Turning to the third Central Hudson prong, the court found that the statute “cannot be said to advance the state’s interests in public health and reducing costs in a direct and material way.” Furthermore, the statute seeks to regulate conduct the state opposes by restricting speech. The legislative findings are explicit that Vermont here aims to do exactly what the Supreme Court in Central Hudson and its prodigy has so highly disfavored, i.e., to put the state’s thumb on the scales of the marketplace of ideas in order to influence conduct. “In other words,” stated the court, “the statute seeks to alter the marketplace of ideas by taking out some truthful information the state thinks could be used too effectively.”
The court also held that the statute failed the fourth Central Hudson prong, if for no other reason than that it restricts the use of PI data in marketing all brand name drugs, whether or not there is a generic alternative. The statute bans speech beyond what the state’s evidence purportedly addresses.
One member of the panel dissented. Her summary opening statement opined that by “misconstruing Vermont’s prescription confidentiality law…as a direct restriction on pharmaceutical marketing…the majority extends First Amendment protection to data miners and pharmaceutical companies principally challenging a restriction on access to otherwise private information. In so doing, the majority not only reaches the wrong result in this case, but creates Circuit precedent likely to have pernicious broader effects in a complex and evolving area of First Amendment law.”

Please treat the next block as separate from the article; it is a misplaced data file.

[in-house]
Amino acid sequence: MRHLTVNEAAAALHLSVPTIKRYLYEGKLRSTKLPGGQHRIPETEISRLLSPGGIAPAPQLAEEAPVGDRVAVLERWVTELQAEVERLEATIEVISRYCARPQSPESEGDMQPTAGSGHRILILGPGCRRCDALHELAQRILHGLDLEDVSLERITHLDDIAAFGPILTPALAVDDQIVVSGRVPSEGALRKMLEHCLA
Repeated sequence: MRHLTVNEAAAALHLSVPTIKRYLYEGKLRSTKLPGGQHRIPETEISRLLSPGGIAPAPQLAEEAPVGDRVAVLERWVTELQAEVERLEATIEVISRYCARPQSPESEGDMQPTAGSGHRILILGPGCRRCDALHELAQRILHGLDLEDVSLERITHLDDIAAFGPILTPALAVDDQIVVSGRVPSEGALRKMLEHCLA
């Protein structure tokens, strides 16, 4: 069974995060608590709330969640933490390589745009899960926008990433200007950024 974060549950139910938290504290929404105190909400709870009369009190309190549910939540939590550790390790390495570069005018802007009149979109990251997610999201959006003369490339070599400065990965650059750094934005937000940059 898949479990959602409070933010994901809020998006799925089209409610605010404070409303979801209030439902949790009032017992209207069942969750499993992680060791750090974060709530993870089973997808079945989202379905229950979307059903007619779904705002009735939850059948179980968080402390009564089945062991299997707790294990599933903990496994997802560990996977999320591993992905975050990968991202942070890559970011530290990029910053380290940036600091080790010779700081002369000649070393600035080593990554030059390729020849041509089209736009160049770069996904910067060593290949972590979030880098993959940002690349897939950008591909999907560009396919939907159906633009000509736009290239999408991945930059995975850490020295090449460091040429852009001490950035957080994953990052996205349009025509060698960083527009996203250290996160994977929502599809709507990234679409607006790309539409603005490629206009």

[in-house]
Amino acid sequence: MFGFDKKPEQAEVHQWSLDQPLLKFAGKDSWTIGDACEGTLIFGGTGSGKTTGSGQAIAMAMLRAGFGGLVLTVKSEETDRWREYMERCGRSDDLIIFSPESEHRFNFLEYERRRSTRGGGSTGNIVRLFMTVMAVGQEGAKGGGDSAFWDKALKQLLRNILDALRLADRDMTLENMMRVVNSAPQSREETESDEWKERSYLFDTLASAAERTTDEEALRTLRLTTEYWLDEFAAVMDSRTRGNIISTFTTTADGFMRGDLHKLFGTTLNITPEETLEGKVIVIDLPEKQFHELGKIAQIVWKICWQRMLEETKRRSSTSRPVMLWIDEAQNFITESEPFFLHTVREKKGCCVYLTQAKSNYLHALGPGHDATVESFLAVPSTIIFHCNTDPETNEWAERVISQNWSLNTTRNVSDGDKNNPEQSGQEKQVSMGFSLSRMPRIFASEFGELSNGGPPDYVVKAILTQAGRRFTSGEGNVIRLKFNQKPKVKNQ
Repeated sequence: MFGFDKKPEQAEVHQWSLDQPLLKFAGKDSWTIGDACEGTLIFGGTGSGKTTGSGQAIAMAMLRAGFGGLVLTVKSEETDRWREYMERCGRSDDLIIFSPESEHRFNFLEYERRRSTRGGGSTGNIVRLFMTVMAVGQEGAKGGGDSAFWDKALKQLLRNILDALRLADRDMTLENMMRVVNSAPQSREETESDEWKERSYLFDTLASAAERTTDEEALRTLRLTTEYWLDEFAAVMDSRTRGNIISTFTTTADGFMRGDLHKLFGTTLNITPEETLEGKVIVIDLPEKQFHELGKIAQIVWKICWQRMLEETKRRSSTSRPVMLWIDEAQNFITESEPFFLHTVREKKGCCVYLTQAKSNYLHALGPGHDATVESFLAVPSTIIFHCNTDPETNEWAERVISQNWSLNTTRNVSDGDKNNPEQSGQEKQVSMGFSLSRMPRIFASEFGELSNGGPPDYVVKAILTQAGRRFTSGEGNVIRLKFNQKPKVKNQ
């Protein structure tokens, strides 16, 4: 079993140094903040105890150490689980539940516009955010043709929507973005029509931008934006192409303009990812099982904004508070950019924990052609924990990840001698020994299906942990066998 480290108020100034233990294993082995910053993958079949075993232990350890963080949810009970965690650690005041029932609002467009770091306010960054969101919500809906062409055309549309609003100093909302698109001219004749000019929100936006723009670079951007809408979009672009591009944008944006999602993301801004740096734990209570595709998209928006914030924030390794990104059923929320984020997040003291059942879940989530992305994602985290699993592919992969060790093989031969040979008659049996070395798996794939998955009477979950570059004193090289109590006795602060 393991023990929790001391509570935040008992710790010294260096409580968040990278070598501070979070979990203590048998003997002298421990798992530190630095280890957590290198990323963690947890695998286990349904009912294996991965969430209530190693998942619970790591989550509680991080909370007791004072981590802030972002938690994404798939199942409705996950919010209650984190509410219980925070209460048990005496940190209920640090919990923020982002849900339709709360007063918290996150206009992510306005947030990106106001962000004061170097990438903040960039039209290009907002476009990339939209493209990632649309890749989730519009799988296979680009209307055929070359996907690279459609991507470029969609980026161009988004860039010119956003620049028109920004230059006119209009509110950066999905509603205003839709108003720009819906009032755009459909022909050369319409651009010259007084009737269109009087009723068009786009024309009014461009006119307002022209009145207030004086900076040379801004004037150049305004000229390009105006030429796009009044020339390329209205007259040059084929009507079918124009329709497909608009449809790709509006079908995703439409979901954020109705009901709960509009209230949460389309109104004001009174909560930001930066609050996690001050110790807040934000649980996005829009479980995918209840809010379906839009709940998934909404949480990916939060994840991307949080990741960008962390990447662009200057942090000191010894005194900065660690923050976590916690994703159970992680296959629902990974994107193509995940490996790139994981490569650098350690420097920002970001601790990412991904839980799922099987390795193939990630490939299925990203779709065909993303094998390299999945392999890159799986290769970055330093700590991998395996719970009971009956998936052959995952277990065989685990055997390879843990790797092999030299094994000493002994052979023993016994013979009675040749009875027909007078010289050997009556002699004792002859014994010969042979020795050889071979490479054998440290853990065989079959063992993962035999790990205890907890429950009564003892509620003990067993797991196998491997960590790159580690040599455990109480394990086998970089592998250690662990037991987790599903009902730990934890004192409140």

There is no question that this is a difficult case to understand, given the reasoning and language of the majority opinion. Even more confusing is the logic used by this court to distinguish the findings of the First Circuit’s holdings in the Maine and New Hampshire cases, holding that states have the right to limit commercial speech even if that speech also constitutes commercial conduct. As demonstrated in these cases, the distinction between commercial speech and conduct depends on a very narrow line that does not necessarily carry with it a neat distinction on how one views these matters.
It almost seems as if the Second Circuit in this case was determined to disagree with the reasoning of the judges in the First Circuit just to create a controversy that must be resolved by the Supreme Court. That would be a very disingenuous reason to hold Vermont’s statute unconstitutional, although stranger things have happened in the world of jurisprudence. But for now, the only means of resolving these different points of view rests with the Supreme Court if and when it agrees to hear appeals from the involved parties. It’s a pretty safe bet that the Supreme Court will take on the cases to provide a binding answer to the questions presented. For now, it is just a waiting game to see when that will happen.
1. Vivian JC. Pharmacists beware: data mining unconstitutional. US Pharm. 2009;34(6):48-49. www.uspharmacist.com/content/
d/pharmacy_law/c/13856/. Accessed December 20, 2010.
2. See Note 1, supra.
3. See Note 1, supra.
4. IMS Health v. Sorrrell, Slip Op No. 09-1913-cv(L), 09-2056 (CON) November 23, 2010. http://caselaw.findlaw.com/us-
2nd-circuit/1545632.html. Accessed December 20, 2010.
5. Vt Acts No. 80 §17 (2007), Vt Stat Ann 18 §4631.
6. See Note 4, supra.
7. Central Hudson Gas & Electric Corp. v. Public Service Commission, 447 U.S. 557 (1980).
8. IMS Health Inc. v. Ayotte, 550 F3d 42, 2008.
9. IMS Health Inc. v. Mills, 616 F3d 7 (1st Cir), 2010.
10. Citing, inter alia, Va State Bd of Pharmacy v. Va Citizens Consumer Council, 425 U.S. 748, 1976.